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Excerpt from Oral History Interview with Harold Fleming, January 24, 1990. Interview A-0363. Southern Oral History Program Collection (#4007) See Entire Interview >>

Contentious project studies race and American schools

Fleming helped publish a report on black Americans and education in preparation for the <cite>Brown</cite> decision. Few others were willing to take the project because the subject was too contentious in the 1950s, and southern universities were generally unwilling at the time to sponsor research on race issues.

Citing this Excerpt

Oral History Interview with Harold Fleming, January 24, 1990. Interview A-0363. Southern Oral History Program Collection (#4007) in the Southern Oral History Program Collection, Southern Historical Collection, Wilson Library, University of North Carolina at Chapel Hill.

Full Text of the Excerpt

HAROLD FLEMING:
Yes. Because the Fund for the Advancement of Education was essentially involved in education. And they approached this as an educational question. The feeling was, "look, the Supreme Court is going to issue a decision that could be the biggest thing that happened in education in this country in our time. Shouldn't we be doing something to prepare people to provide information?" This thing was in no sense intended to be an advocacy even indirectly. It wasn't conceived as an advocacy thing, it was conceived as an informational and service kind of thing. It was to help people to know how to cope, what the history is, what the demography is, what the background is. It was not to be to take sides or urge the court to go one way or another or anything like that, or to urge any particular solution or ruling.
JOHN EGERTON:
Did they turn to SRC to look for someplace to make this work or did they put this package together?
HAROLD FLEMING:
They wanted this to be as respectable as possible. They first tried to peddle it into all the universities they could think of in the South that had any prestige, but none of them would do it.
JOHN EGERTON:
Including Chapel Hill?
HAROLD FLEMING:
Including North Carolina.
JOHN EGERTON:
Of course, we have to remember this is post Frank Porter Graham.
HAROLD FLEMING:
Oh, yes. Nobody would do it, none would take it on. It was too high of a potato. I didn't know anything about it or have anything to do with it until it was all decided, I mean, until they were ready to go on it. I came in through the a side door, actually. They couldn't get any southern university to take on the sponsorship of it. Time was flying and the court decision could come down at any time. So, they said, "shit, we will do it ourselves. We'll sponsor it and put up the money and get it done." Then, on some other issue, I can't really tell you now, it has slipped my mind since it has been so long, but they knew Harry Ashmore, he had done some things under their aegis through cooperation with them and they thought well of him. Harry had a good reputation and he was not the certified liberal, and wrongly perceived crusader that he later became. And they decided they ought to get Harry to be the head of it. They needed somebody, they needed a name to put on top of it or something. Harry, after some back and forth, agreed to do it. As he said, "running for the son-of-a-bitch without opposition."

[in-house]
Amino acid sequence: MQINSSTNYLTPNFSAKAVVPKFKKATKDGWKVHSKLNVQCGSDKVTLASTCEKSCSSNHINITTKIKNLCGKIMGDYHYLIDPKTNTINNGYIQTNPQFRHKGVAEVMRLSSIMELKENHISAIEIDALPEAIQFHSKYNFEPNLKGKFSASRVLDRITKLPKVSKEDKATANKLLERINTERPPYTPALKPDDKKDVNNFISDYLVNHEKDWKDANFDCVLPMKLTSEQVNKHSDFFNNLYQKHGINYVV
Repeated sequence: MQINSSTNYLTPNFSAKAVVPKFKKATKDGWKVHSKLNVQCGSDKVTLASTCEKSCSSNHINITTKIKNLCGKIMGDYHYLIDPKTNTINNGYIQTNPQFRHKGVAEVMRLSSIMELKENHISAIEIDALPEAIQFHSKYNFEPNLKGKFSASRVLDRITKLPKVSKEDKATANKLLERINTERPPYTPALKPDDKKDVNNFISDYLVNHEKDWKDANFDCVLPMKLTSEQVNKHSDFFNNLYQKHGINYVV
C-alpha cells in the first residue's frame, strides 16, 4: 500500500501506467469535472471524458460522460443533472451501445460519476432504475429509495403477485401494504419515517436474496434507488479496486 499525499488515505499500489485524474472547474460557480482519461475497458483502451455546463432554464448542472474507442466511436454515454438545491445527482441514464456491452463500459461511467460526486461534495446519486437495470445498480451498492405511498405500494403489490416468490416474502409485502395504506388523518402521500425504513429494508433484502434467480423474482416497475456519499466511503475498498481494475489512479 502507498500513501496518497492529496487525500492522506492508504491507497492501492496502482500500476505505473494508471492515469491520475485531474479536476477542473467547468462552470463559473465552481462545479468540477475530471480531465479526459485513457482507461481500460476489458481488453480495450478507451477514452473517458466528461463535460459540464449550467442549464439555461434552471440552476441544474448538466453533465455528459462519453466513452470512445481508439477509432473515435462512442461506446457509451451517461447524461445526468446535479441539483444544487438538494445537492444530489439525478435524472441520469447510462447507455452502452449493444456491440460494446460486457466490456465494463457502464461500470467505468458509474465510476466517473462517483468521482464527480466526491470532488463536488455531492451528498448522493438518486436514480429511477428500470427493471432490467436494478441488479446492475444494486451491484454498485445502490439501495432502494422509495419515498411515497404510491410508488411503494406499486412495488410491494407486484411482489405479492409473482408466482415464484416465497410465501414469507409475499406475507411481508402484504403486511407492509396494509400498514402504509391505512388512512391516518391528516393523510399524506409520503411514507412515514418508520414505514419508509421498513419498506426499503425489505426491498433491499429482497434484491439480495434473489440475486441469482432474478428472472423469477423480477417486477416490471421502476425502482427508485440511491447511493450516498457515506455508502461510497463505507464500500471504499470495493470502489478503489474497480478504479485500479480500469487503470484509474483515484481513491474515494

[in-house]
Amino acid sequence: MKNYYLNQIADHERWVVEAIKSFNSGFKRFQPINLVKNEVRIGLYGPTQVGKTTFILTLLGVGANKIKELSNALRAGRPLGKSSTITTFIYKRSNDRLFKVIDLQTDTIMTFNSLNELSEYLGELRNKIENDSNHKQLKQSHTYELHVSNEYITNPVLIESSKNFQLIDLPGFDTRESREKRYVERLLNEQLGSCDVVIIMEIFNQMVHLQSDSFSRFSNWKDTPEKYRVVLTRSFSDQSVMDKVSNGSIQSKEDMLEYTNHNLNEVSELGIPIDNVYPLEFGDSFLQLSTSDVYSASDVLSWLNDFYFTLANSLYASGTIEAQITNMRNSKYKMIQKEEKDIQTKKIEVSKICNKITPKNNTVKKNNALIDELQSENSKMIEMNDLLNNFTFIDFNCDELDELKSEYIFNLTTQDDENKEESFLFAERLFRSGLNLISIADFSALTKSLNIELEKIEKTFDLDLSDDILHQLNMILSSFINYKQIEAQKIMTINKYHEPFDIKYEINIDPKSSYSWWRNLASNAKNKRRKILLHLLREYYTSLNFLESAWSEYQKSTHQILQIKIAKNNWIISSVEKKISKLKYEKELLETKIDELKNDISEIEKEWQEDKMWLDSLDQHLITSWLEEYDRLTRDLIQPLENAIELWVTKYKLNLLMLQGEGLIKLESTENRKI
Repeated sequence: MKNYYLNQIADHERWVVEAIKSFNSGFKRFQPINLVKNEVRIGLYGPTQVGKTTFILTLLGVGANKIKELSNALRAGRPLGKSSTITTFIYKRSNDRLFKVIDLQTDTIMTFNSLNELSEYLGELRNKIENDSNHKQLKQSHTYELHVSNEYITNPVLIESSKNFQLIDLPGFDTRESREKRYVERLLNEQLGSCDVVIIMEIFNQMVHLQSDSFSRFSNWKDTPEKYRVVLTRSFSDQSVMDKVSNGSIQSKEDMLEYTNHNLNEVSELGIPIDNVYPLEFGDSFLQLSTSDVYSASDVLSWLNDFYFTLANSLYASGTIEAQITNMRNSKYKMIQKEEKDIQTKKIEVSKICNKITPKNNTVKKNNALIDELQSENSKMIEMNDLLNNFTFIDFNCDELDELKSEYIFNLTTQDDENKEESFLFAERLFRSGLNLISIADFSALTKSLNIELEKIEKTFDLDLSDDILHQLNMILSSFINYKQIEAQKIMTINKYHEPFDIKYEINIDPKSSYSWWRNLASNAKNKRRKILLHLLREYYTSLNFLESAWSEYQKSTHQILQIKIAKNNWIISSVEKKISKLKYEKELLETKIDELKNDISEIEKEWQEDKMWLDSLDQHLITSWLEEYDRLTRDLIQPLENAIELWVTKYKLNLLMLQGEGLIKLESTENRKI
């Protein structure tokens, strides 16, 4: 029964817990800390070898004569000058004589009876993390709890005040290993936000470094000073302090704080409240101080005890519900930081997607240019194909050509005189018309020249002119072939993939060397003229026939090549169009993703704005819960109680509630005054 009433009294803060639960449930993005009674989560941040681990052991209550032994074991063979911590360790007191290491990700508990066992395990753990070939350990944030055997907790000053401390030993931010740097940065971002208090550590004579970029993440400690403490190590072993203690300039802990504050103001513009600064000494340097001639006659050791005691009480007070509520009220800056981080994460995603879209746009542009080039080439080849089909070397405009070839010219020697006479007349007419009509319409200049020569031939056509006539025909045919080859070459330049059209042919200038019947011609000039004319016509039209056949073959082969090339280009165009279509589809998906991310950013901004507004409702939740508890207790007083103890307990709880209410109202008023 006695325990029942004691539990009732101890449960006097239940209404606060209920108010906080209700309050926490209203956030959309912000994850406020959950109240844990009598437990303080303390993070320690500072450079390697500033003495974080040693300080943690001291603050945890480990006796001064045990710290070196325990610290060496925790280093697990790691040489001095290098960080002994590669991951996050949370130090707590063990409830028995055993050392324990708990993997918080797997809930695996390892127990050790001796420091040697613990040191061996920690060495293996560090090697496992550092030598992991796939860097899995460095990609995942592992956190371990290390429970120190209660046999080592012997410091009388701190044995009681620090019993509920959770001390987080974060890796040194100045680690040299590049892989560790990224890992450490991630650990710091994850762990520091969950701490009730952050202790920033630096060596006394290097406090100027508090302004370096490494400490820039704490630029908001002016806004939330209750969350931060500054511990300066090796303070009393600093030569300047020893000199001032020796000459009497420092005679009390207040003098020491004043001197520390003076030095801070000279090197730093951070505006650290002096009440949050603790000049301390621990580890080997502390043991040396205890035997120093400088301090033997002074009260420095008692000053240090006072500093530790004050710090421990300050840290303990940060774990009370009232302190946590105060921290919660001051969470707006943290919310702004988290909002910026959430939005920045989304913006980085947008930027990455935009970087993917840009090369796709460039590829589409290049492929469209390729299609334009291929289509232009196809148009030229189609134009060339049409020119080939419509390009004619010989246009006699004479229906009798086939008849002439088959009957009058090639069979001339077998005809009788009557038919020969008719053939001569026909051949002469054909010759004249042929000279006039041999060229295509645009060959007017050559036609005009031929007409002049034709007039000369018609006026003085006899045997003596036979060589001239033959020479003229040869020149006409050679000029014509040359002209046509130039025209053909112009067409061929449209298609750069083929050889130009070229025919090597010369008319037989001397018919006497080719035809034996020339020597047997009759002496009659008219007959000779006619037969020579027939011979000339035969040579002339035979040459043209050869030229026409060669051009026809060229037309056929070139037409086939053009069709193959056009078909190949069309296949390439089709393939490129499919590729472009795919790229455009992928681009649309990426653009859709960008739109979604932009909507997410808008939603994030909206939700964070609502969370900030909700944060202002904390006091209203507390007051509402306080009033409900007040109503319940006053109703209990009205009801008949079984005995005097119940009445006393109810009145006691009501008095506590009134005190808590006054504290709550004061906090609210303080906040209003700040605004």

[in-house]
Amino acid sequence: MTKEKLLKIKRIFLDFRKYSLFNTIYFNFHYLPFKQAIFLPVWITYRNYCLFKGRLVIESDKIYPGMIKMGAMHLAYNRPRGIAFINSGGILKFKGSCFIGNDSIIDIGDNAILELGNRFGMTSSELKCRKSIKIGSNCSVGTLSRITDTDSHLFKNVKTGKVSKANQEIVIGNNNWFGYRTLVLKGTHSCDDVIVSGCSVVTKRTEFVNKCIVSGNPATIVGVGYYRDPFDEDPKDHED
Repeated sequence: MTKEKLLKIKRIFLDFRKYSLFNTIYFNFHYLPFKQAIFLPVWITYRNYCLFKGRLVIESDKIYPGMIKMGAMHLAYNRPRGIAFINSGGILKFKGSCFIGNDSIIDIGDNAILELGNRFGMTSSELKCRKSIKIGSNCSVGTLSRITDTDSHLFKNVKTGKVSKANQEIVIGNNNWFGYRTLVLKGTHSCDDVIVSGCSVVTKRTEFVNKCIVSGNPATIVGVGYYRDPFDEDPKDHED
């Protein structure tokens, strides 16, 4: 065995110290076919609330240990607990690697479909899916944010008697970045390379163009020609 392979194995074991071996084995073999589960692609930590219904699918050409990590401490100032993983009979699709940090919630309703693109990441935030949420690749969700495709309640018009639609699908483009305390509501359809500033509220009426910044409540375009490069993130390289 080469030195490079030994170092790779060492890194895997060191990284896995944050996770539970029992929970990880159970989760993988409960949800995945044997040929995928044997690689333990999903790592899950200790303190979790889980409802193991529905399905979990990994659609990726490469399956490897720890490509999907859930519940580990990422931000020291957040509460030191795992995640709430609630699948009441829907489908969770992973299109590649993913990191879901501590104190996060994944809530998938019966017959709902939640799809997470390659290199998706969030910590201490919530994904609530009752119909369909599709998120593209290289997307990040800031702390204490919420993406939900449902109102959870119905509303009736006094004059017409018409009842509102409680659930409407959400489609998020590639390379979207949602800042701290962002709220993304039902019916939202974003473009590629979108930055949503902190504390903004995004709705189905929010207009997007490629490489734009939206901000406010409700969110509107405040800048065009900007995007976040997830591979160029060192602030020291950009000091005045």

JOHN EGERTON:
And he put the rest of the staff together?
HAROLD FLEMING:
No. Bill Kuntz, that fund, really played the lead role there. Harry said, "look, I'll do it, though probably I shouldn't." He first talked to his publisher, of course. He said, "they have asked me to do this and I know the consequences and I don't want to do you guys in and your paper in here." Old man Haiskill and even Moore and Patterson said, "if you don't do it you will really be letting the side down." So, he had their backing. He said, "I'll do it, but I've just finished some stand and if you'll get a good operation to do the research and the spade work and so on. . . ." The main thing he really consented to do was to write the report called, "The Negro in the Schools", what became The Negro and the Schools. So, Kuntz and I don't know where he got his name, although it is not so surprising, taped Phil Hammer to direct the research phase.
JOHN EGERTON:
Who did Hammer work for at that time?
HAROLD FLEMING:
Hammer at that time worked for the Southern Office of the National Planning Association, something like that. So, he took leave and the first thing he did was to ask me to take leave from SRC and work with him on it. Then we got John Griffin, Mozell Hill, Hylan Lewis and I may be forgetting some but not many. Our job was to get all these scholars, there were forty of them involved, on the case with assignments and commissioned papers and so on. The idea was to do a series of items. Some of them never got published. The one Guy Johnson was supposed to produce was never finished. There were several, notabaly the statistical one. What does it cost? What will it cost? That was Griffin and Swanson. There were maybe one or two more. The main one and the one that got out first was the national run of The Negro and the Schools, which is basically an Ashmore-ized version of what Phil and the rest of us produced in the research phase. We really did that fast. We gave them a research draft. Everybody else went home but I stayed on the case to be a liason to Harry and between Harry and the research phase of the project.